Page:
Where transition day might be a somber or hard day for you, it’s a joyous one for your spouse. It’s the day their children finally come back. No parent wants to parent under these conditions of having to see their children going back and forth all the time. So, when they DO come back, your spouse is going to be eleated and relieved. FINALLY they get to see their babies again. This may mean that you have less time together to process your emotions or discuss situations than normal. If the children come reluctantly to your home or with attitudes, it may hurt your spouse more than usual.

Do expect that your spouse will also be transitioning back into “Daddy” or “Mommy” mode on this day, especially if you do not have any “ours” children together. There is an emotional and mental shift that takes place when the children are all around and some people, more than others, need more time to adjust. Perhaps, your spouse even needs help in doing so. Take transition day as one where you can help your spouse and elevate any extra stress or pressure on them. Ask them how they are doing, ask in what ways can you help make this day easier for them. Remember, you both are on the same team. Open Popup

Focusing too much on family’s peace & happiness, and not enough on your own

No matter if you’re a biological one or not, you’re a mom. You think like a mom. You act like a mom. You don’t just “turn it off.” Which often means, you’re putting your family’s needs before your own. Often times this is necessary, in a family, however not at the expense of your own peace. Transition days are challenging on everyone in the family (yes, even the high-conflict bioparent who may be spitting more venom on those days through calls & texts – it’s hard on them too.) Instead of worrying, stressing or taking on more anxiety to try to make everyone “happy,” take extra time on these days to do something nice for yourself. With having the right expectations, as discussed above, that these day’s may be more emotional and difficult, take a proactive approach and schedule in something special that makes you feel better.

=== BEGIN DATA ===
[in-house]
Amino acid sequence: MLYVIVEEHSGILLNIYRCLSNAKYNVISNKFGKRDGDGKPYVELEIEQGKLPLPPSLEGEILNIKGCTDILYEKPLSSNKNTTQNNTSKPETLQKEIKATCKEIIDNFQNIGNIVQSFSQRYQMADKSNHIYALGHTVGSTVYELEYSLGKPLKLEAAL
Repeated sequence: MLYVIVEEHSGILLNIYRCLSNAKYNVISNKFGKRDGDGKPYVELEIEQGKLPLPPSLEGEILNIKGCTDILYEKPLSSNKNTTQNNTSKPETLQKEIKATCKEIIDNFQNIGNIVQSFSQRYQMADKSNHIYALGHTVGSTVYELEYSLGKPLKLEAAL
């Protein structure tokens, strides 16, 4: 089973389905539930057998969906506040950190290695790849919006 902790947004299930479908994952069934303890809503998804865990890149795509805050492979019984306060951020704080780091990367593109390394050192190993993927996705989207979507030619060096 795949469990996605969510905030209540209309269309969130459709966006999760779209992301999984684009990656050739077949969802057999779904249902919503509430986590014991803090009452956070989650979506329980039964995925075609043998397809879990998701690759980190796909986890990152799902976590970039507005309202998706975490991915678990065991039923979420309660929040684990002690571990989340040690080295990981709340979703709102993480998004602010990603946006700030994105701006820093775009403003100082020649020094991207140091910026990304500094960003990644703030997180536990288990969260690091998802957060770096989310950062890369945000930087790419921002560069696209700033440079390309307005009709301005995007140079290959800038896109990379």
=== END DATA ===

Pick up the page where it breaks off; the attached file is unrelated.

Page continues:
Is it yoga? Do that. What about a walk? Grab your dog and get out. What about reading a book or taking that hot bath? Whatever it is that soothes you – do so. There’s not a lot you can control in a stepfamily, however, the one thing you can is your mindset. Choose to do something that puts you in the best possible head space for a challenging day like this. Perhaps, you also need to find a space of retreat, when it all gets too overwhelming. Whatever it is – choose you. Be selfish. Give yourself the care you need, so you can be the best wife & stepmom you can be the other days of the week.

Ok, mamas, here’s your check-in:
How do you feel?

Do you feel better prepared to handle your transition days? Just remember, all these things take time. Cut yourself some slack too. Over time, as you apply these 3 tips, and turn them into habits, you’ll be well on your way to being a healthier & happier stepmom.

If you’d like extra guidance in that, come check out our “Healthy Mindset Guide For StepMoms.”

And sometimes, we ALL need the extra support. If you find yourself wanting an atmosphere & community where you have other people who understand what you & your family go through, come join us at our exclusive FB group for stepfamiles who wanna create their own happily blended after.

We’d love to see you there.

-Cheyanne Cleyman

P.S. Did this help you? Share it & share with us HOW by writing us a comment below